Nature: The sophisticated way squirrels bury nuts

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Have you ever watched squirrels scurry around to bury a nut? If you’ve stayed in more than a few campgrounds, you’ve likely seen them do it many times. You may have wondered how those squirrels know where to bury the nuts, then return to find them. It turns out, they have a pretty sophisticated method.

Fox squirrel

Fox squirrels, for example, apparently organize their stashes of nuts by variety, quality and possibly even preference, according to new UC Berkeley research.


The study, published in the Royal Society Open Science journal, is the first to show evidence of squirrels arranging their bounty using “chunking,” a cognitive strategy in which humans and other animals organize spatial, linguistic, numeric or other information into smaller, more manageable collections, such as subfolders on a computer.

Fox squirrels stockpile at least 3,000 to 10,000 nuts a year and, under certain conditions, separate each cache into quasi “subfolders,” one for each type of nut, researchers said.

Presumably, sophisticated caching techniques maximize the squirrels’ ability to remember where they’ve stored their most prized treats while at the same time hiding them from potential pilferers, the researchers said.

“Squirrels may use chunking the same way you put away your groceries. You might put fruit on one shelf and vegetables on another. Then, when you’re looking for an onion, you only have to look in one place, not every shelf in the kitchen,” said study senior author Lucia Jacobs.

Over a two-year period, the research team tracked the caching patterns of 45 male and female fox squirrels as the reddish gray, bushy-tailed rodents buried almonds, pecans, hazelnuts and walnuts in various wooded locations on the UC Berkeley campus.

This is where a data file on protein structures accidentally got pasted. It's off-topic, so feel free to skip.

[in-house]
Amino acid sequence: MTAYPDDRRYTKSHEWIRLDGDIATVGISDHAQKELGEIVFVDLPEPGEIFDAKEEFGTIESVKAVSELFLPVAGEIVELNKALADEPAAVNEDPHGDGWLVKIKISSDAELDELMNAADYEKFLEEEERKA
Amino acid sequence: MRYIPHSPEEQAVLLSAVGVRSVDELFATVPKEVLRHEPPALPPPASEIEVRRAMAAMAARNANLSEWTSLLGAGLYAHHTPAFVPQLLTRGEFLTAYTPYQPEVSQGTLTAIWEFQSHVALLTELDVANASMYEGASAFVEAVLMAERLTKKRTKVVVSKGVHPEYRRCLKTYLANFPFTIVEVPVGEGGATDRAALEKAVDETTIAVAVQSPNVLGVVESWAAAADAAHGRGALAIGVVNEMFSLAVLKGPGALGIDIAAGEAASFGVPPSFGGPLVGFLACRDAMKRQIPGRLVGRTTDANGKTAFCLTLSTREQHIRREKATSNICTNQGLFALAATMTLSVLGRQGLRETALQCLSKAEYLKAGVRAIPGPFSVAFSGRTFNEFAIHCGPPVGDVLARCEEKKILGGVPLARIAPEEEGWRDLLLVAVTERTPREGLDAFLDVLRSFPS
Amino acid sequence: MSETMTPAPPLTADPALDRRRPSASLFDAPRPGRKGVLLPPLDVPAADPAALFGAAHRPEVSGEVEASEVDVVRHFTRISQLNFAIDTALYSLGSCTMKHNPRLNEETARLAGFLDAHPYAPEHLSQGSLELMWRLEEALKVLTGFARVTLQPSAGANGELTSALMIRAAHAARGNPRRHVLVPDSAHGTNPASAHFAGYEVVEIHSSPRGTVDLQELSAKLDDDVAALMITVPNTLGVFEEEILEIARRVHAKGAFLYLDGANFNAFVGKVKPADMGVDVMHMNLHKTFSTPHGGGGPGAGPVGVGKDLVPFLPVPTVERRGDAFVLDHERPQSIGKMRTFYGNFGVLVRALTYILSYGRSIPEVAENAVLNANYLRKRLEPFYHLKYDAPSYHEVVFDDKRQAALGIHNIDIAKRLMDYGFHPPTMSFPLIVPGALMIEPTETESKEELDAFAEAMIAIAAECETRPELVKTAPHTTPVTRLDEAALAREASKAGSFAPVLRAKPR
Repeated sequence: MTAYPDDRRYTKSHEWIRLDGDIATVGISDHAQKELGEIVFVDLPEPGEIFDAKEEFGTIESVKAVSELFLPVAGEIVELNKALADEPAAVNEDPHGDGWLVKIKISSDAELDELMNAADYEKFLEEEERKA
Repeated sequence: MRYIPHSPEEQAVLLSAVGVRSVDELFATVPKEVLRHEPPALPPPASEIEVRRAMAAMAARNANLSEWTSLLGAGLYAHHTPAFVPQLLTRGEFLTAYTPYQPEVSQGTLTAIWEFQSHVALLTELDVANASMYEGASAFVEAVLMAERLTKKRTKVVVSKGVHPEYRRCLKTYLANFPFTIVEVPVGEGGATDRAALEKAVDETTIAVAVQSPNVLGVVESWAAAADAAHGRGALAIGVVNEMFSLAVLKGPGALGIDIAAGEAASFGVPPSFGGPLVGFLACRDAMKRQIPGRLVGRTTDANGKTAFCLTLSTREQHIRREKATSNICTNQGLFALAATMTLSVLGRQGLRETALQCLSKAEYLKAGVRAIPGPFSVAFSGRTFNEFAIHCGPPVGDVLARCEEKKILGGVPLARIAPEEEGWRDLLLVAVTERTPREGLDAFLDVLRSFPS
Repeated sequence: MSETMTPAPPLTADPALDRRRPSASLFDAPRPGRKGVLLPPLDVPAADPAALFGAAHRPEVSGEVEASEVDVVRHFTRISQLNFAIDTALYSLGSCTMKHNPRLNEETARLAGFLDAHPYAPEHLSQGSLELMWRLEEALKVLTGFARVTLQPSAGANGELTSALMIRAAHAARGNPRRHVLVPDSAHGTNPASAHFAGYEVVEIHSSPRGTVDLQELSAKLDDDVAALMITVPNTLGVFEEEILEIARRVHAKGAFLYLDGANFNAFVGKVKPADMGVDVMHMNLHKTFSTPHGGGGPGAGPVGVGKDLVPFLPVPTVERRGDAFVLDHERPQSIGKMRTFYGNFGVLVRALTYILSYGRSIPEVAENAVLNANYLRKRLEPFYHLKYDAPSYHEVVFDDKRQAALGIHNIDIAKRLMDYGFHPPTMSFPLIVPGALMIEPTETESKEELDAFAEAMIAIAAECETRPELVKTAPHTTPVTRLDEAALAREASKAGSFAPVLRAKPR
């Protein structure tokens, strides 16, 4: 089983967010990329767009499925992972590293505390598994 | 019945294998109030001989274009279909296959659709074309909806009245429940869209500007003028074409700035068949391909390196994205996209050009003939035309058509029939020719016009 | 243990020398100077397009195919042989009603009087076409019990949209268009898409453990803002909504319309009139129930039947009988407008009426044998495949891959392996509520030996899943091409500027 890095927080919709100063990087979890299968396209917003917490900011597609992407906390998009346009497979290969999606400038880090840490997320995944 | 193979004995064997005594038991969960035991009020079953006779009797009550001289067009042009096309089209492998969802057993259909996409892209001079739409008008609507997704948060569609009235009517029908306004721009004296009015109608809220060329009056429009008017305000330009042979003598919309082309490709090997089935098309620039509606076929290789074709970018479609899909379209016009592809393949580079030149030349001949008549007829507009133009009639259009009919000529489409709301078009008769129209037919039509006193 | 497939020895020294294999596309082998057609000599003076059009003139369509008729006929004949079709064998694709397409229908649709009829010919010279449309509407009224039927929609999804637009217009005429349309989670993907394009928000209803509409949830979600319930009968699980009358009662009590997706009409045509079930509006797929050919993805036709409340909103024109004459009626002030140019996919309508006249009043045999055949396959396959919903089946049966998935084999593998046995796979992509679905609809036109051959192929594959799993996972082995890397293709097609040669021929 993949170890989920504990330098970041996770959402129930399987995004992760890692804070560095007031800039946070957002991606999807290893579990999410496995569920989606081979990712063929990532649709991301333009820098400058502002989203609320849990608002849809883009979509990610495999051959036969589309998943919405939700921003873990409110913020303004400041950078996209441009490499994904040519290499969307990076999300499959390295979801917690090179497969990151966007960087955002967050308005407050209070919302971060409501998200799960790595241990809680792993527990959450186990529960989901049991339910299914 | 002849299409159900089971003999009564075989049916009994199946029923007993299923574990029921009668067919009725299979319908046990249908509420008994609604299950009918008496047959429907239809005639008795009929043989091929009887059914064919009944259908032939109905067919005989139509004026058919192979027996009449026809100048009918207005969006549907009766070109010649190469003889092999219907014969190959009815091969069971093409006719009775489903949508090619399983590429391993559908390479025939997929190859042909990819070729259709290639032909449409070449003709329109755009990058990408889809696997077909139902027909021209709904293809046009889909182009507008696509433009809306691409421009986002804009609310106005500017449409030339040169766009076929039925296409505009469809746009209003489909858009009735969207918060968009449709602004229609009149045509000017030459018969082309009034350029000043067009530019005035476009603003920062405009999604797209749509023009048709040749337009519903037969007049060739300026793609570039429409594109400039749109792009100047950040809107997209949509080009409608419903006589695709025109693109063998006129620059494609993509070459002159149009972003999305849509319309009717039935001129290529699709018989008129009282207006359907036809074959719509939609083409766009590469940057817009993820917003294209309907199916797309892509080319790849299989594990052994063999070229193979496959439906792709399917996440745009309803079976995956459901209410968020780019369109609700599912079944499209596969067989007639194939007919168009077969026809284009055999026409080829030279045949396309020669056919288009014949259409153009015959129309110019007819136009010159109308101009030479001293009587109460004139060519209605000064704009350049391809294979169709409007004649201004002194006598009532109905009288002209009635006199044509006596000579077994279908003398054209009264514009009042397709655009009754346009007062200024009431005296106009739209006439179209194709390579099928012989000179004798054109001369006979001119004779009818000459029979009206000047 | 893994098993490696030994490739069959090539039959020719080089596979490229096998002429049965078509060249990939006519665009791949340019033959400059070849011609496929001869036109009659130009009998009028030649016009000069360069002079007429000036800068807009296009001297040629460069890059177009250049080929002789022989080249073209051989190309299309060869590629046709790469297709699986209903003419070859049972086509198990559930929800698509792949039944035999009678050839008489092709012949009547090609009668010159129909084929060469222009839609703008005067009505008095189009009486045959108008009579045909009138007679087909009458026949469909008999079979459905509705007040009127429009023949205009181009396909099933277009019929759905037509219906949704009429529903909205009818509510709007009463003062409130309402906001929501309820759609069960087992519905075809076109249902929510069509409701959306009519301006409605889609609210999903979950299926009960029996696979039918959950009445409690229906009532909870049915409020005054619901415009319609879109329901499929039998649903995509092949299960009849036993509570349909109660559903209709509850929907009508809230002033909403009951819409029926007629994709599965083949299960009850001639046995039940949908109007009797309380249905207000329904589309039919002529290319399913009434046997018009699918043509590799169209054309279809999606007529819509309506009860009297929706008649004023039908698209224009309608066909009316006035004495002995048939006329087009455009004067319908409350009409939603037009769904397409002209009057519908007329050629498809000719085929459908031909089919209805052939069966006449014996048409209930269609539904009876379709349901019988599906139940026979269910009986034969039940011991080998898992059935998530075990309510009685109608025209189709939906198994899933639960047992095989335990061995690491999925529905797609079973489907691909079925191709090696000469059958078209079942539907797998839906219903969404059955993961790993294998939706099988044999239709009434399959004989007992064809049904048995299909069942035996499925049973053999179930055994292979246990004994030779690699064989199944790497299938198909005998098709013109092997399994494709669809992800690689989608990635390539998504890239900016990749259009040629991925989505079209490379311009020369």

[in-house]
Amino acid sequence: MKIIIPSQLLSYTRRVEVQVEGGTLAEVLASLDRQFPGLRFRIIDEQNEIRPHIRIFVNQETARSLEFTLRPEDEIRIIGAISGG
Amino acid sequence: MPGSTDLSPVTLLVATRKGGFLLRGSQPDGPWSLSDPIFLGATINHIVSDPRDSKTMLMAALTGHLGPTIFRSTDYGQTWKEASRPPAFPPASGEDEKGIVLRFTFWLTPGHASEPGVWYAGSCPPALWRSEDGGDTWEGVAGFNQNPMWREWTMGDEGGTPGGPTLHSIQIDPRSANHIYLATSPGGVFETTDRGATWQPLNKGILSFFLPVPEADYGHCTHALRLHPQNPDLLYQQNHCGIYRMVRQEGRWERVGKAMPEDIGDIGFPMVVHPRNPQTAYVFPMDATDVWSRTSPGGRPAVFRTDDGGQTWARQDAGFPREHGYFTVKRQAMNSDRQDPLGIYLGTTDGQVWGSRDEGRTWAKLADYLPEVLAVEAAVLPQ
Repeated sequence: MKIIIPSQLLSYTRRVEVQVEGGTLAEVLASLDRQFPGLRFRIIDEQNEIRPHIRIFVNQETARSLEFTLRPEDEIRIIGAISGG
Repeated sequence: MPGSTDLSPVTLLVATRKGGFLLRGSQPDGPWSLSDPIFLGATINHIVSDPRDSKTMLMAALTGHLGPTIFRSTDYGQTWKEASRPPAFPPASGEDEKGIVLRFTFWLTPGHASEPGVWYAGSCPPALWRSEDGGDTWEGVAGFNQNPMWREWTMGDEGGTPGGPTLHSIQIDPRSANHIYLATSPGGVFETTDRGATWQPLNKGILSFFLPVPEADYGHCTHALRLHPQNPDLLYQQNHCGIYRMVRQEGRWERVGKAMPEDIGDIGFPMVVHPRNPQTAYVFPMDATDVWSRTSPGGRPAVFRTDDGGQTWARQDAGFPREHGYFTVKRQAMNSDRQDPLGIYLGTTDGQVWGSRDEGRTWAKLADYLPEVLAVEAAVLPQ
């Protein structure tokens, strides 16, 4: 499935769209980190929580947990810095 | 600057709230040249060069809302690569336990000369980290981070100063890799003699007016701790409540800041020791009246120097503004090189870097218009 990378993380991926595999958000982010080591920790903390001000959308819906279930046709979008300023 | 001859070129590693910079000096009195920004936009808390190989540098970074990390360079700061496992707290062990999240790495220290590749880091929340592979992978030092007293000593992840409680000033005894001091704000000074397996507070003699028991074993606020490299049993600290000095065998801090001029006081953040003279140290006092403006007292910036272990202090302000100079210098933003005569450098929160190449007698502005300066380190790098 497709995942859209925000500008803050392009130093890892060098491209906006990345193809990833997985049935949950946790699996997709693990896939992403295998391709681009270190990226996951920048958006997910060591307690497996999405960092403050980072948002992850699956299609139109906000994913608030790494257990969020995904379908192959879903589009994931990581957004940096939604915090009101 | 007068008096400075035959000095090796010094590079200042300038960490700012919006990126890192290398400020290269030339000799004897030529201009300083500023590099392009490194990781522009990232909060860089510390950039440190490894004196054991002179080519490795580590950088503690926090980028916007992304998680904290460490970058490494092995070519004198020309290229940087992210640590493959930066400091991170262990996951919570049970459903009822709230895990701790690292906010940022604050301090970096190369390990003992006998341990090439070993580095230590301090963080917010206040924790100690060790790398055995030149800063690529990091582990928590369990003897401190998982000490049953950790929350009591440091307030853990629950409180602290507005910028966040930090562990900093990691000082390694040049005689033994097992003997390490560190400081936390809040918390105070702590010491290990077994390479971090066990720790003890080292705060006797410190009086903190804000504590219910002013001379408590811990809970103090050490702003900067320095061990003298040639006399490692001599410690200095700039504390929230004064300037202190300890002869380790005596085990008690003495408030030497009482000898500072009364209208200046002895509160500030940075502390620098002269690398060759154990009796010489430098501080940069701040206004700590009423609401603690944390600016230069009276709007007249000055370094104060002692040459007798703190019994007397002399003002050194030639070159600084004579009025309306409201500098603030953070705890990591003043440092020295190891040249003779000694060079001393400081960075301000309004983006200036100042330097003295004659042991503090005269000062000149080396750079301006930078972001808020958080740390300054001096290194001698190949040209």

The study used combinations of locations and nut sequences on various groups of fox squirrels. In one experiment, for example, each of the squirrels were fed 16 nuts, one after another, under two separate conditions: Some were fed at the locale where they had cached the previous nut fed to them while others were fed at one central location, to which they would need to return if they wanted another nut.

Researchers gave some squirrels 16 nuts in rows of four, say, almonds followed by pecans, followed by hazelnuts and then walnuts, while others received 16 nuts in random order.

Using hand-held GPS navigators, researchers tracked the squirrels from their starting location to their caching location, then mapped the distribution of nut types and caching locations to detect patterns.

They found that the squirrels who foraged at a single location frequently organized their caches by nut species, returning to, say, the almond area, if that was the type of nut they were gathering, and keeping each category of nut that they buried separate. Meanwhile, the squirrels foraging in multiple locations deliberately avoided caching in areas where they had already buried nuts, rather than organizing nuts by type.

“These observations suggest that when lacking the cognitive anchor of a central food source, fox squirrels utilize a different and perhaps simpler heuristic (problem-solving approach) to simply avoid the areas where they had previously cached,” the study concludes.

Watch the video to watch a fox squirrel in action.

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Mark and Vickie

I’ve heard that squirrels only remember a 1/3 of the places they bury their stash. Not sure if that’s true or not.

Pamela

We will all have different ideas on how our hard-earned money should be spent.

We humans have done a lot of damage to our environment and the creatures sharing our world. I believe a greater understanding of animals and the natural balance of nature will improve our environment for all users.

wndopdlr

I’m with Nuts and Tommy. My first thoughts when reading this is “how many millions did this cost us?”

Lisa

Interesting! I’ll look at squirrels in a different light!

Nuts

How much did taxpayers “shell out” for this study?